The Smithsonian’s National Museum of Natural History is packed full of interesting exhibits detailing subjects like evolution and geology. Now cellphones, their endless connectivity, and their environmental impact are on full display.

Gage Edwards, Content Producer

June 29, 2023

17 Slides

The Smithsonian’s National Museum of Natural History is packed full of interesting exhibits detailing subjects like evolution and geology. Now cellphones, their endless connectivity, and their environmental impact are on full display.

Last week, the Smithsonian’s National Museum of Natural History opened their latest exhibit, Cellphones: Unseen Connections. The exhibit takes on the role of educating museumgoers on the history of our handheld devices, the materials that go into cellphones, and what the final stages of our phone’s lives have on our environment.

Cellphones are the fastest growing technology in human existence. With new innovations being developed constantly, consumers are upgrading and disposing of their devices at an alarming rate. Most people don’t know what to do with their phones once they’ve upgraded to a new one or their old phone is broken. But fortunately, the Museum’s Cellphone exhibit helps interested parties discover ways of properly disposing of their devices and the consequences of throwing them in the trash.

A big wall of the exhibit is dedicated to proper cellphone disposal and “The How of Recycling.” The purpose of this area is to show attendees what happens to their phones once they’re put into our recycling facilities, with details on the effects of proper dismantling, shredding, and smelting.

Of course, these methods come with their own issues and hazards as many cellphone makers create phones to discourage dismantling and encourage consumers to buy new devices, rather than repair them to extend the life of the device, promoting a circular economy. The exhibit notes that in 2021, the Fairphone 3, Teracube 2e, Google Pixel 5, and Moto E6 were praised for their use of sustainable and recycled materials and their repairability.

Continuing to the left is more education on the recycling or “urban mining” that is done with cellphones and other electronic devices. A display case breaks down, piece by piece, what parts of cellphones can be recycled, such as the palladium, glass that is intact, cobalt from the batteries, and sometimes the plastics.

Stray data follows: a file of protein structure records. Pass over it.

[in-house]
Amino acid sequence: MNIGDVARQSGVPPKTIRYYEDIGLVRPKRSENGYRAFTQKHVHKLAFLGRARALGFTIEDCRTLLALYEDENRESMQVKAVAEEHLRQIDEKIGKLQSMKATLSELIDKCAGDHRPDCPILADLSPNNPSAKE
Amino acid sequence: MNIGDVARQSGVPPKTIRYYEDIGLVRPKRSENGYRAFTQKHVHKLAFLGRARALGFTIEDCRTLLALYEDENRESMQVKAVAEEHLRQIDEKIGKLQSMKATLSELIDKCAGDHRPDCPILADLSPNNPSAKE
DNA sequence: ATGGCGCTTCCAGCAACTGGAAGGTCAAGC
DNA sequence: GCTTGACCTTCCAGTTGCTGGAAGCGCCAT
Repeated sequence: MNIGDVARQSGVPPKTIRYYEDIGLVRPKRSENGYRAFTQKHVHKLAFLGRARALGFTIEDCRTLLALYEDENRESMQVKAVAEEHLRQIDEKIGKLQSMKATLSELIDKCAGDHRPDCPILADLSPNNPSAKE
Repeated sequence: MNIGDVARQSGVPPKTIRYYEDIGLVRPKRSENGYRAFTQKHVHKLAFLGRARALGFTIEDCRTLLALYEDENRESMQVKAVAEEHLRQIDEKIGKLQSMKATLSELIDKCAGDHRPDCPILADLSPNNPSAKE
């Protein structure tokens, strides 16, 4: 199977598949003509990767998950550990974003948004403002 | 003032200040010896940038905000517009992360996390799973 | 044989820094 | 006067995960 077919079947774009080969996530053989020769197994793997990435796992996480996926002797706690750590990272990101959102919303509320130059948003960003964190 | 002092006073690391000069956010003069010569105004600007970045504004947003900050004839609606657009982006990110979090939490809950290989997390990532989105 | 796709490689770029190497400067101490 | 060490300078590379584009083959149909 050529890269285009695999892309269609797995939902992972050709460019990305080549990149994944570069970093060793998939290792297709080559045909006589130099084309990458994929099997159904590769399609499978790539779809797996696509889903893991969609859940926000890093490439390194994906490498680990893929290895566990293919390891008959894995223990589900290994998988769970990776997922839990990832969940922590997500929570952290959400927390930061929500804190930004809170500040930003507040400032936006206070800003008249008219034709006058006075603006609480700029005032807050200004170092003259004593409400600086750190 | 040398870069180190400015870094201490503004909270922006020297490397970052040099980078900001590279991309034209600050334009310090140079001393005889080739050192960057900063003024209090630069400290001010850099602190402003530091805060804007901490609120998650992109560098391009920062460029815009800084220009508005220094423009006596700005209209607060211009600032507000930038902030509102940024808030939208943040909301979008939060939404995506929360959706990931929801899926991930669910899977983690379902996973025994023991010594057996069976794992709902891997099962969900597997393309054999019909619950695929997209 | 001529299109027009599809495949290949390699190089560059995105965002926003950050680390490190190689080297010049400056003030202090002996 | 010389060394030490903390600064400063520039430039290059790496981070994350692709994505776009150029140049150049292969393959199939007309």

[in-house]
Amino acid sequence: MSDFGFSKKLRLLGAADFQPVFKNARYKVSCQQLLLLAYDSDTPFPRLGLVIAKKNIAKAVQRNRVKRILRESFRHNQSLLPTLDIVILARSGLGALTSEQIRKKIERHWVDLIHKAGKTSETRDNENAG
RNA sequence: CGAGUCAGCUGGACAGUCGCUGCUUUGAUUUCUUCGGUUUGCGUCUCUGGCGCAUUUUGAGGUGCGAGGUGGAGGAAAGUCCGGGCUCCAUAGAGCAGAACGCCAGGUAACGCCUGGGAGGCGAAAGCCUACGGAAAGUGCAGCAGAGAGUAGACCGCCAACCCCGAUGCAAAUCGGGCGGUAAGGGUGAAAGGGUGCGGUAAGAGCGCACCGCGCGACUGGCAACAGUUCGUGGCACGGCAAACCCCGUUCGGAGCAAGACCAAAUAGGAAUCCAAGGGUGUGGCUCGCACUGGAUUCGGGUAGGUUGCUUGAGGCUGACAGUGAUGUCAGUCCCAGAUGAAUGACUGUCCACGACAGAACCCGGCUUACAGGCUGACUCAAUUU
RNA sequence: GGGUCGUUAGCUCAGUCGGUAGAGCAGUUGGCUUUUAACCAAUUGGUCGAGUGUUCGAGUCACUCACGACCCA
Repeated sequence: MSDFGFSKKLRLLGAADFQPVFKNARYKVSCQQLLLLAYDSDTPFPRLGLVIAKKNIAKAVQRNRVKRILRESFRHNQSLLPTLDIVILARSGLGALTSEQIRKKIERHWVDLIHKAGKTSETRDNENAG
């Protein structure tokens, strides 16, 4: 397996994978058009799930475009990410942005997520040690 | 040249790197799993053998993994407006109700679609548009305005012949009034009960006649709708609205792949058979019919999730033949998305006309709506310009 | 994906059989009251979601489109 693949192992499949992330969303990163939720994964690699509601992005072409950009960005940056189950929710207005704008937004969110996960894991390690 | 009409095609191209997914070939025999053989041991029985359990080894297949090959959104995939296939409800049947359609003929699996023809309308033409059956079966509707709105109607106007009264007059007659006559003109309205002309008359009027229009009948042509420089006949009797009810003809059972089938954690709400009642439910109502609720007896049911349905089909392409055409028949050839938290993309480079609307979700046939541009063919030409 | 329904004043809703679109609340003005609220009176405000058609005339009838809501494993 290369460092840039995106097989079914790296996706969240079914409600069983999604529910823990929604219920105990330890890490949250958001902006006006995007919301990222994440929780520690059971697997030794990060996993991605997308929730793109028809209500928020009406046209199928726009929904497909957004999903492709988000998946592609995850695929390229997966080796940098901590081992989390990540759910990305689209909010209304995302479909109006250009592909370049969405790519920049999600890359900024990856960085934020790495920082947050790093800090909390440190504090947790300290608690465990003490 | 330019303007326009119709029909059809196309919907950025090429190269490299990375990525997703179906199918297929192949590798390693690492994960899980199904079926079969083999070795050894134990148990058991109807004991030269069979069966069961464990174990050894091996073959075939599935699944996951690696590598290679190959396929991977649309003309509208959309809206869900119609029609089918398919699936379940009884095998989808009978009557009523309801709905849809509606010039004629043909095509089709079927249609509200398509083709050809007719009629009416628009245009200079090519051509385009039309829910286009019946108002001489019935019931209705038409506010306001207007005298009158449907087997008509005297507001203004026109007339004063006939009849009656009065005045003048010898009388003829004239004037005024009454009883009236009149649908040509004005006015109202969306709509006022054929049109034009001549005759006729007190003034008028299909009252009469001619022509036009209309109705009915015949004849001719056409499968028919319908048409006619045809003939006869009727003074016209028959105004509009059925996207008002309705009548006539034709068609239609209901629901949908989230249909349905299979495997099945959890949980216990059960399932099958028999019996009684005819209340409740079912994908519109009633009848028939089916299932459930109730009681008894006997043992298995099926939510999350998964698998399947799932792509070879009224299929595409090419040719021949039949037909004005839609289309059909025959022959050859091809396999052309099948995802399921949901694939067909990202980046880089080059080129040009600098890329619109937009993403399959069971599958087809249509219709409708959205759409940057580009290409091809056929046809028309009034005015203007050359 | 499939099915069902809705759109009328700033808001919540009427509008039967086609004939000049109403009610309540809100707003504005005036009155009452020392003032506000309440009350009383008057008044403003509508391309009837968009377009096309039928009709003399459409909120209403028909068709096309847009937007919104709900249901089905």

“There is 10 times more gold, silver, platinum, and palladium in 1 ton of our electronics than in 1 ton of ore mined from beneath the surface of the Earth,” reads a quote displayed here from DK Osseo-Asare, founder of Agbobbloshine Makerspace Platform, Ghana.

But, close by is a wall that reads, “Should I THROW it away?” cautioning cellphone owners to keep their devices out of the regular trash in their homes. A cautionary sign on this wall warns, “There is no ‘away’,” showing the risks of cellphones and their hazardous innards once they reach landfills or machines. These warnings are accompanied by pictures of fires and piles of e-waste contaminating the ground.

Education, much like the information found in this exhibit, is crucial as cellphones and other small electronic devices are here to stay. Consumers need to be aware of the dangers their phones can have on our environment if we’re not careful with them and, just as importantly, they need to be aware of the alternatives that are available to them, such as recycling or repairing, versus discarding them without care.

Click through the gallery to see photos taken from the Cellphone: Unseen Connection exhibit now on display at the Smithsonian’s National Museum of Natural History.

About the Author(s)

Gage Edwards

Content Producer, Waste360

Gage Edwards is a Content Producer at Waste360 and seasoned video editor.

Gage has spent the better part of 10 years creating content in various industries but mostly revolving around video games.

Gage loves video games, theme parks, and loathes littering.

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